How to… choose a campaign

UNISON campaigns officer Rachael Henry explains the key first steps of any campaign

We stand on the shoulders of giants. For more than 200 years, unions have united working people to achieve change. So in 2019, what should we unite behind? With a Conservative government whose entire raison d’etre seems to be to make the world a worse place, it can be hard to know where to start.

UNISON’s campaign objectives are chosen by our activists in a democratic process at our conferences. However, the tactics we employ and the priority we give to such a vast workload still needs to be tailored to national, regional and branch local priorities.

It’s also the case that issues can arise from the grassroots, or unexpectedly, to which we need to react quickly.

So here are a few tips to help you make the initial decisions about what to campaign on.

Assess the issue

  • Does it have resonance? Public sentiment isn’t everything – you can build understanding and sympathy – but it will make winning much easier.
  • Is it timely? Urgency and momentum are crucial factors in spurring action.
  • Will people listen to us? Do we have power or credibility in relation to the issue? If we can articulate and illuminate our members’ professional or personal experience, for example, it gives our perspective authority.
  • Does it impact on our members? If not, why is it a campaign we should prioritise? Which leads us into our next point …
  • Is there a moral imperative? Is it something that, despite not directly affecting members, they may want to take a stand on?
  • Check if someone else has already taken up the mantle. If so, maybe we can turn our attention to an undefended area. Or consider working in partnership with those already campaigning on the issue: many hands make light work.   

What’s the goal?

  • Setting a clear goal or tight, defined objectives is the most important exercise in any campaign. You need to know what you want if you’re going to co-opt people to your cause.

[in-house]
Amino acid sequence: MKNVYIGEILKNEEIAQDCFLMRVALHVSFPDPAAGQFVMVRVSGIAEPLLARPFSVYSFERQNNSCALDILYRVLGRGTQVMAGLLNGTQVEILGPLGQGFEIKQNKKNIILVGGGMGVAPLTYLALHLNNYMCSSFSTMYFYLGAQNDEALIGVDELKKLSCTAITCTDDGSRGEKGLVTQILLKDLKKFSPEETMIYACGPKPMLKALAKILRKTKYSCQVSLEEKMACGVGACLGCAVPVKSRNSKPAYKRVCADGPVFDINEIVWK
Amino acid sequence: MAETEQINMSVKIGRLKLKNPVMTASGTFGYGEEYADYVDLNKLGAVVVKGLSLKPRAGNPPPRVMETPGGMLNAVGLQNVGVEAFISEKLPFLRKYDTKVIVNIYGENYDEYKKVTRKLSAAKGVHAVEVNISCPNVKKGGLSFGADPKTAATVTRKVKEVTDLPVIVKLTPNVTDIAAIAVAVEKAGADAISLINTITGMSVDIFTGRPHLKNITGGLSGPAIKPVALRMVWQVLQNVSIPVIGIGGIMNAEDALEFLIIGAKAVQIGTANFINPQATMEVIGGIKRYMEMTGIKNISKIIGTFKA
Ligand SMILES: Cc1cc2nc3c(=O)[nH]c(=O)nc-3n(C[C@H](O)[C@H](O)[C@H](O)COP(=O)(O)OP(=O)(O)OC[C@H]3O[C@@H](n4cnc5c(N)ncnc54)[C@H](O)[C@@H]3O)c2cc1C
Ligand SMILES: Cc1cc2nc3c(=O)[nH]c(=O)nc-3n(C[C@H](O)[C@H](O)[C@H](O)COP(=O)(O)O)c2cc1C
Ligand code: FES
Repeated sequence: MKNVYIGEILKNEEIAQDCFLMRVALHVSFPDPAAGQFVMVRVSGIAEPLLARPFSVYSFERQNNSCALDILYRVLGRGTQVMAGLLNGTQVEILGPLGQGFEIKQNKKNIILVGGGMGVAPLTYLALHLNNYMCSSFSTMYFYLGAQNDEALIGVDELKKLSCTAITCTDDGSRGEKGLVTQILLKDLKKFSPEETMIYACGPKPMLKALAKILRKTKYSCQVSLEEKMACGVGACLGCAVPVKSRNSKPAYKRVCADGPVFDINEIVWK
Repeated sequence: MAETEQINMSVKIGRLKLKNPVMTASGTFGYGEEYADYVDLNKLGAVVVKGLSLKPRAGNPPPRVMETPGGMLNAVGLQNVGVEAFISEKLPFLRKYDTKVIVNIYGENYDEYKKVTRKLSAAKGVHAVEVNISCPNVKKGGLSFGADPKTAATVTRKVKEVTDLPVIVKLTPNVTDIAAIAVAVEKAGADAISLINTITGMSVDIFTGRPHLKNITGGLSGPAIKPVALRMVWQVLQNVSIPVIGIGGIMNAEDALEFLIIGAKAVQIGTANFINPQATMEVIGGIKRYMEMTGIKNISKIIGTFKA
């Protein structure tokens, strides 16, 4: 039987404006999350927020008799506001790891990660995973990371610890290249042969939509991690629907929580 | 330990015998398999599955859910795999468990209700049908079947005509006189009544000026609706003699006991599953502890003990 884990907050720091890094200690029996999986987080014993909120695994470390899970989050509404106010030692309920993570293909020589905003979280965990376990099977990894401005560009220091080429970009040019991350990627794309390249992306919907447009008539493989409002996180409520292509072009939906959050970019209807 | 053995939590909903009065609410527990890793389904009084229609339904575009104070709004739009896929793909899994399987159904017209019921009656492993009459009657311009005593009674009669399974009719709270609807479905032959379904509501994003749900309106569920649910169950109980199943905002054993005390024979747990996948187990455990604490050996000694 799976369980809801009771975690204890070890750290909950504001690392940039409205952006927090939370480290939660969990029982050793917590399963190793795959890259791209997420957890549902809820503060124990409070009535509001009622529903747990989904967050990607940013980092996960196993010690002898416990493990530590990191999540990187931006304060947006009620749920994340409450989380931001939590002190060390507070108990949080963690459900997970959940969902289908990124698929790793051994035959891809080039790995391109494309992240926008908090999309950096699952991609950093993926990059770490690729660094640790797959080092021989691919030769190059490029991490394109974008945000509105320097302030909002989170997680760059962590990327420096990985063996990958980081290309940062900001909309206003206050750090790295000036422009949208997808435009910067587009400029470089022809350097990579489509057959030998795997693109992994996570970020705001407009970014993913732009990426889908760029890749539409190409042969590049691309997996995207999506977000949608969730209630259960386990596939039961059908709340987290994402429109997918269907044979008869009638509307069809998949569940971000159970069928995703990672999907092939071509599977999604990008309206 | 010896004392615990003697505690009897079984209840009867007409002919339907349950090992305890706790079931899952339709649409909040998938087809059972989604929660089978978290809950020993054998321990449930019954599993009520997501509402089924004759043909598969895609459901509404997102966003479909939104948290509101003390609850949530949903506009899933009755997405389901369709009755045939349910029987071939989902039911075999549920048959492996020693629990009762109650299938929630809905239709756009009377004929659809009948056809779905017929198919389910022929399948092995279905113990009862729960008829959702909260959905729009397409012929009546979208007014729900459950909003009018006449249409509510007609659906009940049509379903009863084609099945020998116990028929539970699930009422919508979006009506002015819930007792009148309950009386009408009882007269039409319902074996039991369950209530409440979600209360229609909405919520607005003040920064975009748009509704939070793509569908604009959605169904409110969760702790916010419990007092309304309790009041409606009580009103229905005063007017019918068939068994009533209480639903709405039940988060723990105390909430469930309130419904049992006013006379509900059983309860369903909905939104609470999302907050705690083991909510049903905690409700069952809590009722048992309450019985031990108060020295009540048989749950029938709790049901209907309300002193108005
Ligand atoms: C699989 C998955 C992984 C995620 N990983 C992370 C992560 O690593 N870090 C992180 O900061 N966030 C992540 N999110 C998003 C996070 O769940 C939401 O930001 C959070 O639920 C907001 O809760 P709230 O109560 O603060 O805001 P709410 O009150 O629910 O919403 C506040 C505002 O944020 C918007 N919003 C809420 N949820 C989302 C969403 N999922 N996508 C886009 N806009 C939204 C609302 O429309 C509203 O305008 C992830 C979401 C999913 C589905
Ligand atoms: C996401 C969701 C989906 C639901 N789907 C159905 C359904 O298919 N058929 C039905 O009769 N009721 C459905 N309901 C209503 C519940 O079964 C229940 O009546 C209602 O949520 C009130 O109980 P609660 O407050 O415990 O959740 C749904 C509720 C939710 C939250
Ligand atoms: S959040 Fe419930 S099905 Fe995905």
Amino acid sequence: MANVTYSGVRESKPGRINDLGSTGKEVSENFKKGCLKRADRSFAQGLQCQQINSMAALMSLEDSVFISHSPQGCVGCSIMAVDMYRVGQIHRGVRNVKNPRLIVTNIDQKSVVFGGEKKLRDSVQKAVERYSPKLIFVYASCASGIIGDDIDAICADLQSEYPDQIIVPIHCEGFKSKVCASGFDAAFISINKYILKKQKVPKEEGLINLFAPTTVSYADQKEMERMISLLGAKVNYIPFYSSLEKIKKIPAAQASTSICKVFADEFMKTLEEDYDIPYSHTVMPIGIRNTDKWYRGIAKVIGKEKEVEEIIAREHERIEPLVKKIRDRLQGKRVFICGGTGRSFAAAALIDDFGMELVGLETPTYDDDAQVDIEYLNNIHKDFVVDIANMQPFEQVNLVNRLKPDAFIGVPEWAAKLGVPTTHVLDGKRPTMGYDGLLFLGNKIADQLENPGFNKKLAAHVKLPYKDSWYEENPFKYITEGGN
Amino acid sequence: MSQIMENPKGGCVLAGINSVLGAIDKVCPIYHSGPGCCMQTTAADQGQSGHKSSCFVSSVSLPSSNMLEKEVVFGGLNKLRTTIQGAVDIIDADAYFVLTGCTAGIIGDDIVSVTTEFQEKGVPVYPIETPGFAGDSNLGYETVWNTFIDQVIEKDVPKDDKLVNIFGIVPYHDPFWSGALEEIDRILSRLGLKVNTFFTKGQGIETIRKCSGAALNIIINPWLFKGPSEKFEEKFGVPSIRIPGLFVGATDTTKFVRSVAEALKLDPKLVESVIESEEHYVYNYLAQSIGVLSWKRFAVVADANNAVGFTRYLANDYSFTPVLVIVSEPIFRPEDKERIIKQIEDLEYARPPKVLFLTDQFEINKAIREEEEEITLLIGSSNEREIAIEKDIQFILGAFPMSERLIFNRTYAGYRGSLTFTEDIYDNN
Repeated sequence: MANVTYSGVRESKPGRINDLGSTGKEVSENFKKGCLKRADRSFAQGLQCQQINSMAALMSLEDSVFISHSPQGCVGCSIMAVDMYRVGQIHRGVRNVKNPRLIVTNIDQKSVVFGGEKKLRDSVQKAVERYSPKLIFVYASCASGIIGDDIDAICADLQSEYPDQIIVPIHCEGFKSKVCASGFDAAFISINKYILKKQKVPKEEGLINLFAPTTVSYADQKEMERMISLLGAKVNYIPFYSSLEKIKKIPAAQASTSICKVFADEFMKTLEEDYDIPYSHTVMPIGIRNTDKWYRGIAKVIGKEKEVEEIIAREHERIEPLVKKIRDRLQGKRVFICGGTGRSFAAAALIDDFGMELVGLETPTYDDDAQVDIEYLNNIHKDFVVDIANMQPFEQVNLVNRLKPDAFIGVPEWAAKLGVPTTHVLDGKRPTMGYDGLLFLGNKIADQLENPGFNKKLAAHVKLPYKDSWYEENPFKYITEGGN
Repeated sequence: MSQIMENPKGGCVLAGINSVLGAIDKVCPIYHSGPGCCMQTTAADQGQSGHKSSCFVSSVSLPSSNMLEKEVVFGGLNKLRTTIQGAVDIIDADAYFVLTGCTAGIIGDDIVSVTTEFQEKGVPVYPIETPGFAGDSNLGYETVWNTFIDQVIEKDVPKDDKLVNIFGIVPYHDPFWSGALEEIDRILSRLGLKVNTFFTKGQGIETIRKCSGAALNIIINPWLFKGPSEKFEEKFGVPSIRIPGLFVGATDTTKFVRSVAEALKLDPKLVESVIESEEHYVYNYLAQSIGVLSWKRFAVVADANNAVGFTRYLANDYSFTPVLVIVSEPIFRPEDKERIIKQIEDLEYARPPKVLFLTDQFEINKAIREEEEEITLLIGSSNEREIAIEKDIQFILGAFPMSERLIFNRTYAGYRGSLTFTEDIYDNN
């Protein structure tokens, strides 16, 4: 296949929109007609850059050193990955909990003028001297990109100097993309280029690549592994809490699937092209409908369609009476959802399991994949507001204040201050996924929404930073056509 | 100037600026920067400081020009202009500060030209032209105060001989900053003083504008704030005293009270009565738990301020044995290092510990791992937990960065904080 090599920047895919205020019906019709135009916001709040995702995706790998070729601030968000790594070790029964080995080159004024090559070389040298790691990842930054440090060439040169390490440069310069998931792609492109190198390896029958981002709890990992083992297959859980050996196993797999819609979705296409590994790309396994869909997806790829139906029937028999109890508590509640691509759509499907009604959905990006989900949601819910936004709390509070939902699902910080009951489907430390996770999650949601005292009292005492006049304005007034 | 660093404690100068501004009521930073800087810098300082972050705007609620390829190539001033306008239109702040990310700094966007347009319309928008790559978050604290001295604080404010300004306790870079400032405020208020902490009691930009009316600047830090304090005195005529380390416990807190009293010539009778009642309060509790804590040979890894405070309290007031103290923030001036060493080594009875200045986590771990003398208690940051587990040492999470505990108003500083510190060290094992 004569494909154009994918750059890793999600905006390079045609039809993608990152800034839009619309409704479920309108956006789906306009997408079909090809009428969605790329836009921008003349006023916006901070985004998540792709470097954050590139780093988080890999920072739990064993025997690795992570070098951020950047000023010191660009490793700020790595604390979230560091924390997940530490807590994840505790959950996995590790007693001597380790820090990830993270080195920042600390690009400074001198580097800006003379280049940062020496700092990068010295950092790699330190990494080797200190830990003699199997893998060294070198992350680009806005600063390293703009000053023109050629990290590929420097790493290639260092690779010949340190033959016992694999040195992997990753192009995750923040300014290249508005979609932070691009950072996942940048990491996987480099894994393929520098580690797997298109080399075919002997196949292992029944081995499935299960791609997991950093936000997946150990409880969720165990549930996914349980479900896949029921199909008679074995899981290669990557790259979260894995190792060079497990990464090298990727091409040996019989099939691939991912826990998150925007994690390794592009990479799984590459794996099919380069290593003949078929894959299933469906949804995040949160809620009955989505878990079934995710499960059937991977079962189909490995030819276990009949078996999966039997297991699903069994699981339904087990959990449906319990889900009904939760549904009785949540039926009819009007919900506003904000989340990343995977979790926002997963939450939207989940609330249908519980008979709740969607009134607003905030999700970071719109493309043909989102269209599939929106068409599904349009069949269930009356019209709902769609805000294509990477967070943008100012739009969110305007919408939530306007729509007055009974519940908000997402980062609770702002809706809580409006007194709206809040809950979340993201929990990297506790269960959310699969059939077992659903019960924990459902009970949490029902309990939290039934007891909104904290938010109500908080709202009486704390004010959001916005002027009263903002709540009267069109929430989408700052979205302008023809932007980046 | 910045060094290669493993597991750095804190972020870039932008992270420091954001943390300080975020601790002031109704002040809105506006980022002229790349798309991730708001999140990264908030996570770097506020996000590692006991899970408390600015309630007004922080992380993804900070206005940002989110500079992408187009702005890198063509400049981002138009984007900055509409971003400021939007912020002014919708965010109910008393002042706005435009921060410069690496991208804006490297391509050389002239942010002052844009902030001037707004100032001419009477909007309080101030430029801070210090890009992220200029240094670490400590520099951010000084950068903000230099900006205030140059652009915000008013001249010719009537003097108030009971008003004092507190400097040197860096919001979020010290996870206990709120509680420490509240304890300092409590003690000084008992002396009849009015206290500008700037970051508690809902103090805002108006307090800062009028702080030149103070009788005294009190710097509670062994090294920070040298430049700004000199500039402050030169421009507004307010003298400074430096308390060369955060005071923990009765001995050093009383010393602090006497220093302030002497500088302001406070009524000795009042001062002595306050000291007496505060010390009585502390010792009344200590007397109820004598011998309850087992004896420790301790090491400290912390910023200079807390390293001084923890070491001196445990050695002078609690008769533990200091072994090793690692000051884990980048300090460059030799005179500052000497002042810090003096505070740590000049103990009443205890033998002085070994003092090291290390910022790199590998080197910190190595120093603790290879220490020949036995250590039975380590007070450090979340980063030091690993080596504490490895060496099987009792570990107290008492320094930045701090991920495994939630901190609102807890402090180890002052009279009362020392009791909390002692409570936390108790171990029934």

• If you don’t know how or when your campaign would end, that’s a problem.
  • Who can deliver this change? Will they listen to us? If not, is there someone they will listen to who we’d be happy to work with or recommend?
  • Is it achievable? Something as big as world peace, for instance, probably needs to be broken down into incremental steps.

How will we win?  

Devising a strategy to win is the hard bit. Don’t confuse this with the tactics or activities you will plan into a timeline – that comes later.

The strategy needs to be the fundamental thing you will do to achieve the goal. For example: leveraging public opinion by a series of media spots to convince the decision-maker that they need to support our goal.

The ‘theory of change’ campaigning model is popular with charities and NGOs and can be a practical approach. It involves building a comprehensive description and illustration of how and why a desired change is expected to happen in a particular context – mapping out or ‘filling in’ the ‘missing middle’ between campaign activities and what we want to achieve.

Positive and pragmatic

Now the hard question – if you decide it’s unlikely you can win, should you still campaign? Perhaps you can do something that requires fewer resources, but still highlights our opposition. Or maybe you can redefine the goal, in order to devise a more achievable strategy.

Above all, in all your campaign planning be positive and be bold. You should never forget that we are an organisation of 1.3 million workers.

The tactics at our disposal to win change are significant and varied. We campaign and win year after  year – and we will continue to do so.

Find out more about UNISON’s national campaigns


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